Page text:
Police aviation in United Kingdom provides the British police with an aerial support unit to assist them in pursuit, surveillance and tracking. The most common air support aircraft is the Eurocopter EC 135T, which is equipped with daytime and night vision video equipment, instrument flight rules systems and radio equipment to track suspects and liaise with officers on the ground.
While most aerial units operate helicopters, some forces also use of aeroplanes such as the Britten-Norman Defender. An aeroplane allows higher and quieter surveillance, making it less likely that suspects will become aware they are being watched. A light aircraft also allows for longer flying time and lower running costs.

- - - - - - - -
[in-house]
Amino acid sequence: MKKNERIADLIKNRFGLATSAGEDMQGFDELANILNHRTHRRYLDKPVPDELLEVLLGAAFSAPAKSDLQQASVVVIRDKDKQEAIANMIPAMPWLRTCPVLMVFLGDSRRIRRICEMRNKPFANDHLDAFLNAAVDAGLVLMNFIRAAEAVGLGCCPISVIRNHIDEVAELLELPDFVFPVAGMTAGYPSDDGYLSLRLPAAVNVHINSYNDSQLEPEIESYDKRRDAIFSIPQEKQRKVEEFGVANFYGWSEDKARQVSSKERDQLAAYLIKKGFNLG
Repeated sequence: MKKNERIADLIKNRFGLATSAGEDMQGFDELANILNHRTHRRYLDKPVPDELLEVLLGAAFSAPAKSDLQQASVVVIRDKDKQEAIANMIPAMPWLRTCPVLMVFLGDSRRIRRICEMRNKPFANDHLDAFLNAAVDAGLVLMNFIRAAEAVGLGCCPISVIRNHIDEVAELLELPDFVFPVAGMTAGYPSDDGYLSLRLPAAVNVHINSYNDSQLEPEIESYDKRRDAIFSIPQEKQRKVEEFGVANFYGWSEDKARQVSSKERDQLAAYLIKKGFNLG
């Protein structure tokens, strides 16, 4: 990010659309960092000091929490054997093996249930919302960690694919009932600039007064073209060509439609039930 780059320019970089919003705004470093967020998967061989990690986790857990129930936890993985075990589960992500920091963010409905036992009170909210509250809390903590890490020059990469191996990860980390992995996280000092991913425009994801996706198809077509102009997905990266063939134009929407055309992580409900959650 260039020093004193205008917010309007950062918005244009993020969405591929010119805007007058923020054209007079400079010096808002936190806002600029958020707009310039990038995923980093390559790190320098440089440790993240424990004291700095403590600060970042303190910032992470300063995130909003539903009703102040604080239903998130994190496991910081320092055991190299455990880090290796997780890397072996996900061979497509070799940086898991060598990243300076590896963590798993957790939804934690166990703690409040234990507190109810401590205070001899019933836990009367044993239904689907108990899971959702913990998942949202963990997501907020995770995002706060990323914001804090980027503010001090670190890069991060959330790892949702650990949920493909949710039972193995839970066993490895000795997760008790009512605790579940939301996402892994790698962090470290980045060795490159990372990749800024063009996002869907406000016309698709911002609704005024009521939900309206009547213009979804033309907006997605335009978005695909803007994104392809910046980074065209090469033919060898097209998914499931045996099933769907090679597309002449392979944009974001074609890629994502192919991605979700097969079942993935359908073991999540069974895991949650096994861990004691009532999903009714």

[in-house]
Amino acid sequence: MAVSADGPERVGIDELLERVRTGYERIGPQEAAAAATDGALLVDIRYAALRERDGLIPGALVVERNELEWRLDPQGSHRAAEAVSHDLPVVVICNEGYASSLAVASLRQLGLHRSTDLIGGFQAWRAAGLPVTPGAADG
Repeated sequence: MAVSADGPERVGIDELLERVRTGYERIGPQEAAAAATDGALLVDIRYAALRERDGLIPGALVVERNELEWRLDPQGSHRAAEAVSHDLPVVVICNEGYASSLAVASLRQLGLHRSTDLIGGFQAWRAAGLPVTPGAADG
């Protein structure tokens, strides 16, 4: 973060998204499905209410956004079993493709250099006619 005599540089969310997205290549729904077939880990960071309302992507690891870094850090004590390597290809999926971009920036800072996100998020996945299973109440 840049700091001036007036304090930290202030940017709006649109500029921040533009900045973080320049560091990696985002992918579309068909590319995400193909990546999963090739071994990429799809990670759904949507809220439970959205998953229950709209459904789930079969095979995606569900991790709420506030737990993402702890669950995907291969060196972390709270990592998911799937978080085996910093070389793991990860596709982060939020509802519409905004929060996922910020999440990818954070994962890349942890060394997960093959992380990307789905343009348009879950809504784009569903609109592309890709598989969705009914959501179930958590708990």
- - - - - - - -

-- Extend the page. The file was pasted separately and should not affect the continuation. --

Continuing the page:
Police aviation in England and Wales was once a force-by-force organisation, however, from April 2012 it became centralised as a National Police Air Service.
The Police act as pilots, drivers, social workers, lawyers, scientist – in fact, the UK police is one of the most outstanding forces originally formed in 1829 by Sir Robert Peel.